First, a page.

In addition to fishing, there are many hotspots in the region to check out if you decide to break from days fishing. In addition to exploring the park, the Cache de Poudre river is only about an hour or so away near the town of Fort Collins if you are in search of some white water river rafting action. We booked a trip with A-1 Wildwater one of the days on our trip and found them to be a decent outfit. After rafting, the New Castle Brewery in Fort Collins is a must stop for quality beers and relaxation. The bar area can be packed, but come ready to enjoy a fabulous beer tasting and tour the facility. In my mind, the Rocky Mountain experience in search of trout is one of my favorites and haunts my fishing memories. No wonder, I keep going back.

Thanks Andy, great write up! It certainly makes me want to get back to Colorado to enjoy the Rockies. Here is more about Andy  in his own words.

 
                                                              Andy (Left) and his friend Dave

My first fly rodding outfit was a South Bend Trophy Tamer Rod and Martin Reel that my mother purchased for me at an Academy store that no longer resides on Burnet Road in Austin, TX. My first flies came from the Austin Angler and from an Orvis store that was located out at the Arboretum, but both fly shops have since closed down, I guess, after the fly fishing craze from the movie “A  River Runs Through It” died down in the early 2000s and most city dwellers got caught up in the latest new hobby. The first fish I caught were sunfish down at Bull Creek, when there was enough water to hold fish. I then graduated to the Blanco, Frio, Guadalupe, Colorado and San Gabriel Rivers and bigger fish. I had an old copy of Bud Priddy’s “Fly Fishing the Texas Hill Country” which I still have and a copy of the Roads of Texas which were considered the premiere guides of the time. My best high school friend, who taught me how to fish at a school retreat on the Frio River, and I would take off, first in my pre-owned black Volvo that my parents had me driving and later in my buddies tan Chevrolet 4x4 pick-up truck that could hold all our gear and could transport a canoe and kayaks. The old days are fun to think about. I don’t even have the Trophy Tamer or Martin Reel anymore. I eventually upgraded to Sage Rods and Cabelas reels. Fishing trips do get fancier and to further away places in search of rainbow trout.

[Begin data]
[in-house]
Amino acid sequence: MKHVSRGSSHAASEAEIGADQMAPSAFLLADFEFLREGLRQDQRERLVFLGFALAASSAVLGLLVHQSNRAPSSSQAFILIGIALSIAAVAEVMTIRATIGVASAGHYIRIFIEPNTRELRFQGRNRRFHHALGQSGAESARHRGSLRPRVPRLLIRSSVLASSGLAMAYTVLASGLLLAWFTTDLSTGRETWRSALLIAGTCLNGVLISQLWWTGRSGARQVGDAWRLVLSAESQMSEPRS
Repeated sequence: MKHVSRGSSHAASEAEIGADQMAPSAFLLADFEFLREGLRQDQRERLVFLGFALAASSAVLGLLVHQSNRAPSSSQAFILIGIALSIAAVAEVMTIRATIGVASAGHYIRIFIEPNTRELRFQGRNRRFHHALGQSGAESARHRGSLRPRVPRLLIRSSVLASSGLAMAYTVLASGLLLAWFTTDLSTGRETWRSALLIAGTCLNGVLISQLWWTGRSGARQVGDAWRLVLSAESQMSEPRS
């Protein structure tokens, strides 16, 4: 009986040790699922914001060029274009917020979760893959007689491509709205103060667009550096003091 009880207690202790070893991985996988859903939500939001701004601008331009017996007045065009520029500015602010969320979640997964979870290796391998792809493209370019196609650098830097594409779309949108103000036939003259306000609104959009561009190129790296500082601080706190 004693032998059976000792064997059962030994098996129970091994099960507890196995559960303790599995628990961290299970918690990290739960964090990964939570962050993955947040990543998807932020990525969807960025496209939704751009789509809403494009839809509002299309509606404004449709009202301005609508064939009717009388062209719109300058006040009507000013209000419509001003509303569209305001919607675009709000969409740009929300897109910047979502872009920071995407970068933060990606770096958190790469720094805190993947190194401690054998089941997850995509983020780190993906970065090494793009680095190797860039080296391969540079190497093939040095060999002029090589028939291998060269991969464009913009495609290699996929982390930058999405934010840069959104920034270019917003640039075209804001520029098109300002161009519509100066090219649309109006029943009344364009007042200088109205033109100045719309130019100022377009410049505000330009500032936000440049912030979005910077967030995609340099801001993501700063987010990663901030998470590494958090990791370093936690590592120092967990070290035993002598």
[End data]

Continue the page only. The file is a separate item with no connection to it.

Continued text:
Bucket List: Panama

Sunday, October 14, 2012


For today's bucket lister, we are heading to the central American coast. Panama has been a sport fishing paradise for quite some time. With over 250 International Game Fish Association world records broken, Tropic Star Lodge in Pinas Bay stands as the poster boy of all that Panamanian fishing has to offer. This has been a dream trip of mine for quite some time as it has all of the attributes of a great fishing adventure; foreign travel and culture, untamed landscape, and world class fishing. 


A typical itinerary for this trip would be to fly into Panama City and stay a night to sample the local flavor. The following day, take a short, fifty minute flight to Pinas Bay and then hop on a panga for a short boat trip to the lodge. From then on, it is fishing, kayaking, swimming, beach-strolling and exploring jungle rivers until you have to head back home.

Monster Black Marlin
Panamanian Sailfish all lit up

Tropic Star can be a great trip for the whole family. A wonderful initiative they offer to help introduce the outdoors to the next generation is the kids club event. Every June through August, this event allows any kid under 16 to fish for free with a paying adult. 


If I make it to Tropic Star, my focus will be on offshore action including the blue and black marlin, mahi mahi, sailfish and tuna. You can bet I won't miss the incredible inshore fishing as well though, which includes huge rooster fish, snapper, grouper and amberjack to name a few.




Fishing isn't the only thing Tropic Star offers, take a hike to a mountain waterfall or head over to White Beach.


Offshore fishing is something I really enjoy doing but do not get to do that often. It doesn't get a whole lot better than Panama when it comes to offshore action and I would love to make it down there some day.

Oktoberfisch

Saturday, October 6, 2012

October, what a great month! Cooler weather is back, you've got the Texas/OU game next weekend, Oktoberfest beers, big reds tailing down at the coast, so many fun things going on. It's also time for Oktoberfisch, the annual fly fishing festival hosted by The Fredericksburg Fly Fishers. This 9th edition of the annual festival is set for the weekend of October 19th-21st out at Morgan Shady Park along the banks of the South Llano River in Junction. I have never been to this event but have heard it's a blast, and what a good way to meet fellow central Texas fly fisherman. With plenty of activities planned including casting clinics, vendor booths, and of course fishing, this promises to be a really fun weekend. For more information, log on to the FFF website: http://www.fredericksburgflyfishers.com/oktoberfisch/.